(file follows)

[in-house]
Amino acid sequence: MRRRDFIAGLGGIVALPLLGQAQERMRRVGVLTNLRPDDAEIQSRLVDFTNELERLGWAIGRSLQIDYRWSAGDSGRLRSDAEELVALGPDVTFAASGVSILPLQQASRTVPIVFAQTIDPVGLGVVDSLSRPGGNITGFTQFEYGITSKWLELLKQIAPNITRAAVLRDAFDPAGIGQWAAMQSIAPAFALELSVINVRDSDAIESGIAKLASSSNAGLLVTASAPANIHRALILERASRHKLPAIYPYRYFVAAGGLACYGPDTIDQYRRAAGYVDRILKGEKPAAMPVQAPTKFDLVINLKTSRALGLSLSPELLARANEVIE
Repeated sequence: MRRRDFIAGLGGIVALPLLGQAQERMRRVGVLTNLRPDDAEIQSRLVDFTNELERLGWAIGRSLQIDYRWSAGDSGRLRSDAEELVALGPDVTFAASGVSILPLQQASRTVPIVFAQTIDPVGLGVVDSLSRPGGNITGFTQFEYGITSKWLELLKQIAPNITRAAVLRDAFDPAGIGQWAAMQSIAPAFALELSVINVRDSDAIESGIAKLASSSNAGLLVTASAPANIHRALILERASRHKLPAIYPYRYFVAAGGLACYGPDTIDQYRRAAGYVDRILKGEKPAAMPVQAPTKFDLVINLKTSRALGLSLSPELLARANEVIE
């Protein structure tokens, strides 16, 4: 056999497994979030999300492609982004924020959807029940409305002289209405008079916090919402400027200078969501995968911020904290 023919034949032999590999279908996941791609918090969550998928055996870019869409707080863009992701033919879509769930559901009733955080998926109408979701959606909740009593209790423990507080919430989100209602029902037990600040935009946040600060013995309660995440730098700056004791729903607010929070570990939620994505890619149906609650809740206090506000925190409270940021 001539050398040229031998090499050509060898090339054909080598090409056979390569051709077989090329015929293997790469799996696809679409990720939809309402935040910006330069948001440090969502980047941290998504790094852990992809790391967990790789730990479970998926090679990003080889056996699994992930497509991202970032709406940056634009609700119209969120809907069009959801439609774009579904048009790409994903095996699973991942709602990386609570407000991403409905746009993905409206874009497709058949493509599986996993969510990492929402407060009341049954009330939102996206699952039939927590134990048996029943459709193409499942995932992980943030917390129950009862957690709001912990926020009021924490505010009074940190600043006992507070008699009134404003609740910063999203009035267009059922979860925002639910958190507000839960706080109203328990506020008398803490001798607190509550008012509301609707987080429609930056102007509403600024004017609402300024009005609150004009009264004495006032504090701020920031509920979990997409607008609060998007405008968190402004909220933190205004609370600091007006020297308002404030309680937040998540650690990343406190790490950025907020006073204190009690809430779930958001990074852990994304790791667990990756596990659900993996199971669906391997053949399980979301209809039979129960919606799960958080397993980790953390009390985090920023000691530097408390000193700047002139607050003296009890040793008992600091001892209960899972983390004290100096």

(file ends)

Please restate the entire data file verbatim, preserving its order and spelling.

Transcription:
[in-house]
Amino acid sequence: MRRRDFIAGLGGIVALPLLGQAQERMRRVGVLTNLRPDDAEIQSRLVDFTNELERLGWAIGRSLQIDYRWSAGDSGRLRSDAEELVALGPDVTFAASGVSILPLQQASRTVPIVFAQTIDPVGLGVVDSLSRPGGNITGFTQFEYGITSKWLELLKQIAPNITRAAVLRDAFDPAGIGQWAAMQSIAPAFALELSVINVRDSDAIESGIAKLASSSNAGLLVTASAPANIHRALILERASRHKLPAIYPYRYFVAAGGLACYGPDTIDQYRRAAGYVDRILKGEKPAAMPVQAPTKFDLVINLKTSRALGLSLSPELLARANEVIE
Repeated sequence: MRRRDFIAGLGGIVALPLLGQAQERMRRVGVLTNLRPDDAEIQSRLVDFTNELERLGWAIGRSLQIDYRWSAGDSGRLRSDAEELVALGPDVTFAASGVSILPLQQASRTVPIVFAQTIDPVGLGVVDSLSRPGGNITGFTQFEYGITSKWLELLKQIAPNITRAAVLRDAFDPAGIGQWAAMQSIAPAFALELSVINVRDSDAIESGIAKLASSSNAGLLVTASAPANIHRALILERASRHKLPAIYPYRYFVAAGGLACYGPDTIDQYRRAAGYVDRILKGEKPAAMPVQAPTKFDLVINLKTSRALGLSLSPELLARANEVIE
């Protein structure tokens, strides 16, 4: 056999497994979030999300492609982004924020959807029940409305002289209405008079916090919402400027200078969501995968911020904290 023919034949032999590999279908996941791609918090969550998928055996870019869409707080863009992701033919879509769930559901009733955080998926109408979701959606909740009593209790423990507080919430989100209602029902037990600040935009946040600060013995309660995440730098700056004791729903607010929070570990939620994505890619149906609650809740206090506000925190409270940021 001539050398040229031998090499050509060898090339054909080598090409056979390569051709077989090329015929293997790469799996696809679409990720939809309402935040910006330069948001440090969502980047941290998504790094852990992809790391967990790789730990479970998926090679990003080889056996699994992930497509991202970032709406940056634009609700119209969120809907069009959801439609774009579904048009790409994903095996699973991942709602990386609570407000991403409905746009993905409206874009497709058949493509599986996993969510990492929402407060009341049954009330939102996206699952039939927590134990048996029943459709193409499942995932992980943030917390129950009862957690709001912990926020009021924490505010009074940190600043006992507070008699009134404003609740910063999203009035267009059922979860925002639910958190507000839960706080109203328990506020008398803490001798607190509550008012509301609707987080429609930056102007509403600024004017609402300024009005609150004009009264004495006032504090701020920031509920979990997409607008609060998007405008968190402004909220933190205004609370600091007006020297308002404030309680937040998540650690990343406190790490950025907020006073204190009690809430779930958001990074852990994304790791667990990756596990659900993996199971669906391997053949399980979301209809039979129960919606799960958080397993980790953390009390985090920023000691530097408390000193700047002139607050003296009890040793008992600091001892209960899972983390004290100096």